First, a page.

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19 Direct neural recordings from human bed nucleus of stria terminalis link alpha activity in empathy and affect evaluation tasks with depression severity
  1. Saurabh Sonkusare1,2,3,
  2. Ding Qiong2,4,
  3. Yijie Zhao3,4,
  4. Yingying Zhang2,
  5. Yashu Feng2,
  6. Linbin Wang2,
  7. Ruoqi Yang2,
  8. Chencheng Zhang2,
  9. Bomin Sun2,
  10. Shikun Zhan2,
  11. Valerie Voon1,2,3
  1. 1Department of Psychiatry, University of Cambridge, Cambridge, UK
  2. 2Department of Neurosurgery, Centre for Functional Neurosurgery, Ruijin Hospital, Shanghai Jiao Tong University School of Medicine, Shanghai, China
  3. 3Institute of Science and Technology for Brain-Inspired Intelligence, Fudan University, Shanghai, China
  4. 4Key Laboratory of Computational Neuroscience and Brain-Inspired Intelligence, Fudan University, Ministry of Education, Shanghai, China


Objectives/Aims The bed nucleus of the stria terminalis (BNST), considered a part of ‘extended amygdala’ and located in the basomedial forebrain, is characterized by its connections with other limbic structures, hypothalamic and brainstem nuclei. With these crucial connections, it plays a key role in emotional processing and modulation of autonomic physiological and behavioural responses. Consequently, its dysfunction is implicated in many human psychiatric illnesses including depression thus positioning it as a target for neuromodulation with deep brain stimulation (DBS) and investigations of its direct neural activity.

Methods Here, in a cross-sectional design, we acquired task-induced neuronal recordings from BNST from fifteen treatment resistant depressed patients undergoing DBS surgery in a clinical trial. We employed two tasks: 1) empathy induction with painful and non-painful pictures, 2) affect task with emotionally valenced pictures (positive, neutral and negative). We first characterised task induced spectral dynamics and subsequently using permutation testing to assess condition differences. Time- frequency clusters which showed condition differences were then tested for their association with behavioural ratings and depression scores.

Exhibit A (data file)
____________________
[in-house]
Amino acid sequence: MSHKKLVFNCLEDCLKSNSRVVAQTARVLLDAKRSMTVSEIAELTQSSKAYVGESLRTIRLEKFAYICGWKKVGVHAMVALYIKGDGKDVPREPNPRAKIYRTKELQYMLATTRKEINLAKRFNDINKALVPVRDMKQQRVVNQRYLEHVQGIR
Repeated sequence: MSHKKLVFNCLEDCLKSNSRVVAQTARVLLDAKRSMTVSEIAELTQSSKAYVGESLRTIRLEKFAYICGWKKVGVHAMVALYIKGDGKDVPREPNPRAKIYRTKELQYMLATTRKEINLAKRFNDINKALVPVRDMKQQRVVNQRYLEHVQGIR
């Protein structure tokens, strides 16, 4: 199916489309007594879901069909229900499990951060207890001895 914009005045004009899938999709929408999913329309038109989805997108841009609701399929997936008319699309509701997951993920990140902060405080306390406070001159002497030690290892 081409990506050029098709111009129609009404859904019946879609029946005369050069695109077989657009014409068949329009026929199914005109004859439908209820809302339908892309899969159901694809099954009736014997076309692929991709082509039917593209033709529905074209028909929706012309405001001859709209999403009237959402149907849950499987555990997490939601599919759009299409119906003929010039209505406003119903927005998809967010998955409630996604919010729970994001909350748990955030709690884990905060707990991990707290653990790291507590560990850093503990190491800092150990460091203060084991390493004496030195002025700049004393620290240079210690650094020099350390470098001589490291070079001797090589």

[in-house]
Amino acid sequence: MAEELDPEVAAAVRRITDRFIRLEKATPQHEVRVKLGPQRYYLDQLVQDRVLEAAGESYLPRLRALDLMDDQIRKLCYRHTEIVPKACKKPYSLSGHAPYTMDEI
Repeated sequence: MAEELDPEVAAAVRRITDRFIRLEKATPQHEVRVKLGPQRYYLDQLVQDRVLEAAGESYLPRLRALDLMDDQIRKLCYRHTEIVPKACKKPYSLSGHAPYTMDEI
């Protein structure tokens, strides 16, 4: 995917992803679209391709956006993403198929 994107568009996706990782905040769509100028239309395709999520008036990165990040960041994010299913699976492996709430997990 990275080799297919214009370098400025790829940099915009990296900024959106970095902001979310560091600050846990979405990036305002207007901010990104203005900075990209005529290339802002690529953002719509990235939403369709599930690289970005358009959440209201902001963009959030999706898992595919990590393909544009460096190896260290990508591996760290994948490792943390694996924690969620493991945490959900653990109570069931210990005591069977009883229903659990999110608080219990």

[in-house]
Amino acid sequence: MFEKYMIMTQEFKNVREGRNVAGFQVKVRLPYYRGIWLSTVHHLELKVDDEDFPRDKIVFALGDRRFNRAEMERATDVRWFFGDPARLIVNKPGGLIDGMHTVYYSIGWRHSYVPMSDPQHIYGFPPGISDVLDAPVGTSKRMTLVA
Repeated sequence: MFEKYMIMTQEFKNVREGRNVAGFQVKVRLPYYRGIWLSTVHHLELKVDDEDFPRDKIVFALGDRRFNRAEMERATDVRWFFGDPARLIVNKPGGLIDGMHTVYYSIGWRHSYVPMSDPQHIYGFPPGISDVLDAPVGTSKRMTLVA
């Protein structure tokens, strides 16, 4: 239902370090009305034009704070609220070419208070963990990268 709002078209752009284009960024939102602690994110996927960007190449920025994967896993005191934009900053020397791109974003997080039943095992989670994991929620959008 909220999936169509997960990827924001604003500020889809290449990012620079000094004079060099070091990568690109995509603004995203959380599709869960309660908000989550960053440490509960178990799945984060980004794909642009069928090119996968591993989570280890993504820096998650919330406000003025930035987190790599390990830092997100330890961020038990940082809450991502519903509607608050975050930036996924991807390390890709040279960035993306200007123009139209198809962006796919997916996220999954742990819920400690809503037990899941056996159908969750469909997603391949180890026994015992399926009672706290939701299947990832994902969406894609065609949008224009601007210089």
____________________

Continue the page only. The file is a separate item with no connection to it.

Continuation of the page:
Results Empathy and affect task both showed task induced responses with condition differences predominantly in theta-alpha range. For empathy task, alpha activity also predicted the painful and non-painful behavioural ratings. Furthermore, alpha activity for non-painful pictures were also significantly associated with depression scores. Affect task showed condition differences in activity for positive and negatives pictures when compared to neutral pictures. Alpha activity of negative pictures (when compared to neutral pictures) were also positively correlated with depression scores.

Conclusions Overall, from direct BNST recordings, we thus show the spectral signatures of BNST in evaluation of empathy and affect pictures. Furthermore, alpha activity in these tasks also predicted depression scores thus highlighting its role as a potential biomarker for depression severity.

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